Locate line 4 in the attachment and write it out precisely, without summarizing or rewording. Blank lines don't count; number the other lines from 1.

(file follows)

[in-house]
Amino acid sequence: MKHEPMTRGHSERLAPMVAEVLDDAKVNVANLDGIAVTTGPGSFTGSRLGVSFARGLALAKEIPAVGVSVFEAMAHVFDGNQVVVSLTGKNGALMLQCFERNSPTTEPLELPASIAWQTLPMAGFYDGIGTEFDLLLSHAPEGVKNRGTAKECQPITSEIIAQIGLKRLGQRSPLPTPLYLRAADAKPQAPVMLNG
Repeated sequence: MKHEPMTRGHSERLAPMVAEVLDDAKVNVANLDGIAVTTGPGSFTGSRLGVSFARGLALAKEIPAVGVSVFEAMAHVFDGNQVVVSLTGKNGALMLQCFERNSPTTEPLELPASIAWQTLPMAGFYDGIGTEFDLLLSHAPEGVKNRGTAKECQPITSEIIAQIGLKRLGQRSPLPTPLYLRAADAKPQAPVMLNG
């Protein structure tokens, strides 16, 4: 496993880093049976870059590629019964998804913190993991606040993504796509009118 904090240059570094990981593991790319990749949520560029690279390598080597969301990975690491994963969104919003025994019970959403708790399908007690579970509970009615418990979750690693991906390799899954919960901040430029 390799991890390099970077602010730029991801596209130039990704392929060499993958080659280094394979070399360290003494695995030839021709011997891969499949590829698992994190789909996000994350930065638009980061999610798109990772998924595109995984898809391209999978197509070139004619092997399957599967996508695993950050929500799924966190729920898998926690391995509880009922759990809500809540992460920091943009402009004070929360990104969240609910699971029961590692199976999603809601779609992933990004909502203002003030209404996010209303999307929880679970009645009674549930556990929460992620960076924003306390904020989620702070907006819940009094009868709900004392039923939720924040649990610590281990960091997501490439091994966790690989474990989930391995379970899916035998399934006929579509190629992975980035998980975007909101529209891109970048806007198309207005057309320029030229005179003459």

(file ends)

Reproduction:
């Protein structure tokens, strides 16, 4: 496993880093049976870059590629019964998804913190993991606040993504796509009118 904090240059570094990981593991790319990749949520560029690279390598080597969301990975690491994963969104919003025994019970959403708790399908007690579970509970009615418990979750690693991906390799899954919960901040430029 390799991890390099970077602010730029991801596209130039990704392929060499993958080659280094394979070399360290003494695995030839021709011997891969499949590829698992994190789909996000994350930065638009980061999610798109990772998924595109995984898809391209999978197509070139004619092997399957599967996508695993950050929500799924966190729920898998926690391995509880009922759990809500809540992460920091943009402009004070929360990104969240609910699971029961590692199976999603809601779609992933990004909502203002003030209404996010209303999307929880679970009645009674549930556990929460992620960076924003306390904020989620702070907006819940009094009868709900004392039923939720924040649990610590281990960091997501490439091994966790690989474990989930391995379970899916035998399934006929579509190629992975980035998980975007909101529209891109970048806007198309207005057309320029030229005179003459």